by: Katy Santiago Bowman
Since your very first step, you have been moving around your life on your own two feet. Remarkable as that is, it’s even more amazing how little most of us know about how feet work, and how they affect the rest of the body. When your feet are not working to their full potential, the effects can be felt throughout the body. While poor foot mechanics can lead to many issues that manifest throughout the skeleton, you don’t have to head north of the ankles to start the list. Bunions, plantar fasciitis and hammertoes can all be created or affected by weak muscles inside the foot called the intrinsic muscles. Shoe choices, gait habits and posture all contribute to weakening of these muscles, which in turn creates tension on ligaments, tendons and fascia — all common sources of foot pain.
Here are four simple things you can do improve your foot mechanics immediately:
Because every step you take is a result of how you push off of your feet, foot position is a critical factor in how your knees and hips deal with force. Most of us can classify ourselves as “pigeon-toed” or “duck-footed,” common slang for the positioning of the toes pointed toward each other, or away from each other. Very few of us walk with the bones of our feet pointed directly in front of us, rendering the “cables and pulleys” of our muscle and ligament systems largely unable to do the work they are designed to do.
The simplest way to align your feet objectively is to find a straight-edge, such as a tile floor in your home or a yoga mat. Line up the outside edge of the foot so that it matches the straight line. Now your foot is straight. It is common for this to feel very abnormal, even pigeon-toed! Now adjust your foot into this position every time you can remember.
Your human machine was not designed to wear shoes. Did you know that one-quarter of the bones in your body are from your ankle down? The same is true for one-quarter of your muscles. What does all this mean? It means that your feet are designed to be very dexterous. They have the potential to be just as dexterous as your hands, as a matter of fact, but very rarely do we challenge ourselves to utilize this potential. Instead, we keep them bound up in shoes, and put the ankle in charge of all the refined hinging and balancing movements that the foot is designed to do. Imagine how ineffectual you would become by wearing your shoes on your hands when doing your daily chores! We habitually handicap our feet in exactly this same way, every day.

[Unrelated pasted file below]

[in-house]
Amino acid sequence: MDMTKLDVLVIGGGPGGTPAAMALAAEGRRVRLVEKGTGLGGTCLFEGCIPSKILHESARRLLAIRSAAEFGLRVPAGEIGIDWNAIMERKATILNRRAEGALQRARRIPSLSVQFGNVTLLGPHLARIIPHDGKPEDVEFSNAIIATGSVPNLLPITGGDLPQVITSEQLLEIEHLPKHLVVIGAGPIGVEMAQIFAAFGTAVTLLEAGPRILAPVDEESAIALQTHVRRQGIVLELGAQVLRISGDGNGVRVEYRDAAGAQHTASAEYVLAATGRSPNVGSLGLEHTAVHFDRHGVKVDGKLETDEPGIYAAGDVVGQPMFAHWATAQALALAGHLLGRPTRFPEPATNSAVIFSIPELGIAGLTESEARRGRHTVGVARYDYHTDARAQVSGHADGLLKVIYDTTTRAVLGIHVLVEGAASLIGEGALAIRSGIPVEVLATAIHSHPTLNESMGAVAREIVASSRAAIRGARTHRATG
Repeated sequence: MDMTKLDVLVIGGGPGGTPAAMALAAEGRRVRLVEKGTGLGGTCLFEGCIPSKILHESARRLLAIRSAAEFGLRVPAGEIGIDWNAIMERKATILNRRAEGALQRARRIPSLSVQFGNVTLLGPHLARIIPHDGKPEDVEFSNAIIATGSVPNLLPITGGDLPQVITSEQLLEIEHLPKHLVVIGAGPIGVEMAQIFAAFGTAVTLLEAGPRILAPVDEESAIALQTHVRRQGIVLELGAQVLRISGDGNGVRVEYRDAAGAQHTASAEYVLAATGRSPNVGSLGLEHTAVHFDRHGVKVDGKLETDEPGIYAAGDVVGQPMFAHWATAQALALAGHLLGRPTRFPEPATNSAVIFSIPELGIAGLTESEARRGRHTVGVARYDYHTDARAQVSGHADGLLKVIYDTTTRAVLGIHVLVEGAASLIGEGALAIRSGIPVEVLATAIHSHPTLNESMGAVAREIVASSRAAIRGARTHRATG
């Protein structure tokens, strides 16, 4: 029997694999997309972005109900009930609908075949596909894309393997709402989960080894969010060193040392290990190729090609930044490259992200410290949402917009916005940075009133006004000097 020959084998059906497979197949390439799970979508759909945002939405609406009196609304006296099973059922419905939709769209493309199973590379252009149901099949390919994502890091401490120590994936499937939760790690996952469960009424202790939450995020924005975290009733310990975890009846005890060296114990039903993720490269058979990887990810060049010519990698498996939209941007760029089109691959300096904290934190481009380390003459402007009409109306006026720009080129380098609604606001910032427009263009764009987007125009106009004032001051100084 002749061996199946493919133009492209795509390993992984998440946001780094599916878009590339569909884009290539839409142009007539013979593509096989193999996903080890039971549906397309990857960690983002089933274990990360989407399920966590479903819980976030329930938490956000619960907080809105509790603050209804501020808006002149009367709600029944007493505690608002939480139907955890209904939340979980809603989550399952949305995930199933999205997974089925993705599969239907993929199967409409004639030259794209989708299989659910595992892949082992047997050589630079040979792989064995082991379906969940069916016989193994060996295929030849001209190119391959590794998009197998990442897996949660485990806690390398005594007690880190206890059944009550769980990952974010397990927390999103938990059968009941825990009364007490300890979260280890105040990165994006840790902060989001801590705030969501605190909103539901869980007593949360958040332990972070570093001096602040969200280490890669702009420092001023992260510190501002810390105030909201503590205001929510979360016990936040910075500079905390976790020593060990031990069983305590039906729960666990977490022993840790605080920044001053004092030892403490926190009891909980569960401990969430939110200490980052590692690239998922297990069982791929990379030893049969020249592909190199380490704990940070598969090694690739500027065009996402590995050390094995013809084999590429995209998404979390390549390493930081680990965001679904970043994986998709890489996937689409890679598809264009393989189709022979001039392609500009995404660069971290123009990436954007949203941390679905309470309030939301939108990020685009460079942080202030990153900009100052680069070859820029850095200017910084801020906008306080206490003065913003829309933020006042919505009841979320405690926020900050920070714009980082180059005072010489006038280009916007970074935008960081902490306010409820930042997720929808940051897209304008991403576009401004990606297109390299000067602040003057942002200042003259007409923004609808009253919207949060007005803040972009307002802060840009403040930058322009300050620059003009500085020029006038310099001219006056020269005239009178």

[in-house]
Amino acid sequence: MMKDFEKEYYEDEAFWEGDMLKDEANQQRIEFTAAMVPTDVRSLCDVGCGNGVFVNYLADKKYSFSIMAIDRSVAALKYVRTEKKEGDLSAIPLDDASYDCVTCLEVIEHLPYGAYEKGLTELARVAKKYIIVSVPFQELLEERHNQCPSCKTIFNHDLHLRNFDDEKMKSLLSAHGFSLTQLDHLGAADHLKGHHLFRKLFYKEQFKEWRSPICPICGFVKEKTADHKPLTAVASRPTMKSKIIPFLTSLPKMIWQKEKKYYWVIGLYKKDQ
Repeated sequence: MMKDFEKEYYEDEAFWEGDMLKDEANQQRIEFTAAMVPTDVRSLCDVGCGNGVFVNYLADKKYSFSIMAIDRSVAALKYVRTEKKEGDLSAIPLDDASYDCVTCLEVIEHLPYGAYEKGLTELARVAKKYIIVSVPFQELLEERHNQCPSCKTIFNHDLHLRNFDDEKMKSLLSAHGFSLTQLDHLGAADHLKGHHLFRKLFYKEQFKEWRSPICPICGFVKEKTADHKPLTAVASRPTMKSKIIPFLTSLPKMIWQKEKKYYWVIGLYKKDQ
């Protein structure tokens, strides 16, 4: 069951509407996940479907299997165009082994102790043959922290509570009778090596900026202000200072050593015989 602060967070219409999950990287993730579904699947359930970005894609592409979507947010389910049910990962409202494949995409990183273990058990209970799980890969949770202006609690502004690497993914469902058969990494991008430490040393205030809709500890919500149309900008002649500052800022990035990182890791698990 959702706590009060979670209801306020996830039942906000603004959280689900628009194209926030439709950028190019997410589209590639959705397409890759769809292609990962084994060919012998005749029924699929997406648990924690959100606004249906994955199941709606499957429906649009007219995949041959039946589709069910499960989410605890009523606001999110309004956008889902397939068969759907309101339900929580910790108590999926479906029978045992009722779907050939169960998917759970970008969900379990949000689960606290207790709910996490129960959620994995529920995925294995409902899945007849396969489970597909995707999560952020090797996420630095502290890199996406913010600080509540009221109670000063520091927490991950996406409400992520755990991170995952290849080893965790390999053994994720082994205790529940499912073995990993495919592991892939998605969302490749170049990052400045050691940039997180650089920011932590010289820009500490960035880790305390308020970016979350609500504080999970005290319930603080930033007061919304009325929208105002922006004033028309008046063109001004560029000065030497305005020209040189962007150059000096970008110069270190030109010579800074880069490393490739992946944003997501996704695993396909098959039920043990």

When you take your shoes off and begin reactivating the muscles of your feet, you also reactivate large segments of your brain. As with your muscles, your brain and nervous system need to be used or the unused cells gradually die off.
Incorporate barefoot time into your schedule. Consider making your home a shoe-free zone, or at least doing some yoga poses that press the soles of your feet to the ground. Local school sports fields are often pet- and debris-free, and can provide good places to do some barefoot walking.
If you’re not yet convinced to donate all your shoes to your dog as chew toys, then you should know that all shoes are not created equal. Your body has to compensate for different shoes in different ways.
One truth is simple: avoid high heels at all costs! Keeping in mind that barefoot is your natural state, any shoes that elevate the heels provide undue strain on the body—the same effect as walking down a hill every time you go anywhere. This is true even if the heel is only slightly higher than the ball of the foot, which is the case even in shoes perceived as “flat.”
If you have to wear shoes, you would do well to shop from a company that considers the health effects of its line. Choosing a negative-heeled shoe, where the heel is slightly lower than the ball of the foot, puts the body’s mass back over the heels where it belongs and away from the front of the foot.
While traditional foot correctives like orthotic shoe inserts, certain medications, and bunion pads provide quick relief from pain, restoration of function is always needed to maintain or improve the health of your feet. Treatment of any foot condition is incomplete without actively practicing the mechanically correct movements that will stimulate the muscles, nerves and blood flow required for normal function. Keep in mind that you “practice” movements or postures for 10,080 minutes every week; the key is to practice the correct movements not only during therapy or yoga sessions, but while standing in lines, walking to your car, and every other time you can remember! Here are a few exercises for you to try.